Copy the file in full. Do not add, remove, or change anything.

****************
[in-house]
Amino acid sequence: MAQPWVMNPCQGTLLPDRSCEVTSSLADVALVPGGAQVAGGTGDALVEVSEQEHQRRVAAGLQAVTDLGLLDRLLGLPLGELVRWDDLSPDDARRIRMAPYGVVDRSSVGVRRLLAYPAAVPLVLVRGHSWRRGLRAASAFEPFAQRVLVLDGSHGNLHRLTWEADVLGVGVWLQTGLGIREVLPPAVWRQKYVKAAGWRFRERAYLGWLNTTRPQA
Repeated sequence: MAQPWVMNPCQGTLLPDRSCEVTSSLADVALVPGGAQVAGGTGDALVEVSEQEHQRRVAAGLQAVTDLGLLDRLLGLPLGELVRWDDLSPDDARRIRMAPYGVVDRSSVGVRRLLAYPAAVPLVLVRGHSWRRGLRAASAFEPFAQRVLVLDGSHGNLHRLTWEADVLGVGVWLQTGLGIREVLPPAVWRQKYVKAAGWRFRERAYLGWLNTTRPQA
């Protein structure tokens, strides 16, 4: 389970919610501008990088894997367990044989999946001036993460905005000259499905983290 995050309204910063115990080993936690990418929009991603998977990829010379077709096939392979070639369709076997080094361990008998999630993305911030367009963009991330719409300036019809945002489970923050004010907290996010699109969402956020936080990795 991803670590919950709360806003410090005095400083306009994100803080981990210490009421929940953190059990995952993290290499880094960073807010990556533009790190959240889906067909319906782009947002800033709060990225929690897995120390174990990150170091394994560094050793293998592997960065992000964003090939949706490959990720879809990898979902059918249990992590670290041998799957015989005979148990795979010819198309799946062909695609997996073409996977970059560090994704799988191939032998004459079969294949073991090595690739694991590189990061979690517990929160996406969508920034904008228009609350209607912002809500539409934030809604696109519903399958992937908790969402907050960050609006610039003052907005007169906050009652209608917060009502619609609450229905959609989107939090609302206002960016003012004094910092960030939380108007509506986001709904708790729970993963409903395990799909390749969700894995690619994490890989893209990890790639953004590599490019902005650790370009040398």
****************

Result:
[in-house]
Amino acid sequence: MAQPWVMNPCQGTLLPDRSCEVTSSLADVALVPGGAQVAGGTGDALVEVSEQEHQRRVAAGLQAVTDLGLLDRLLGLPLGELVRWDDLSPDDARRIRMAPYGVVDRSSVGVRRLLAYPAAVPLVLVRGHSWRRGLRAASAFEPFAQRVLVLDGSHGNLHRLTWEADVLGVGVWLQTGLGIREVLPPAVWRQKYVKAAGWRFRERAYLGWLNTTRPQA
Repeated sequence: MAQPWVMNPCQGTLLPDRSCEVTSSLADVALVPGGAQVAGGTGDALVEVSEQEHQRRVAAGLQAVTDLGLLDRLLGLPLGELVRWDDLSPDDARRIRMAPYGVVDRSSVGVRRLLAYPAAVPLVLVRGHSWRRGLRAASAFEPFAQRVLVLDGSHGNLHRLTWEADVLGVGVWLQTGLGIREVLPPAVWRQKYVKAAGWRFRERAYLGWLNTTRPQA
């Protein structure tokens, strides 16, 4: 389970919610501008990088894997367990044989999946001036993460905005000259499905983290 995050309204910063115990080993936690990418929009991603998977990829010379077709096939392979070639369709076997080094361990008998999630993305911030367009963009991330719409300036019809945002489970923050004010907290996010699109969402956020936080990795 991803670590919950709360806003410090005095400083306009994100803080981990210490009421929940953190059990995952993290290499880094960073807010990556533009790190959240889906067909319906782009947002800033709060990225929690897995120390174990990150170091394994560094050793293998592997960065992000964003090939949706490959990720879809990898979902059918249990992590670290041998799957015989005979148990795979010819198309799946062909695609997996073409996977970059560090994704799988191939032998004459079969294949073991090595690739694991590189990061979690517990929160996406969508920034904008228009609350209607912002809500539409934030809604696109519903399958992937908790969402907050960050609006610039003052907005007169906050009652209608917060009502619609609450229905959609989107939090609302206002960016003012004094910092960030939380108007509506986001709904708790729970993963409903395990799909390749969700894995690619994490890989893209990890790639953004590599490019902005650790370009040398």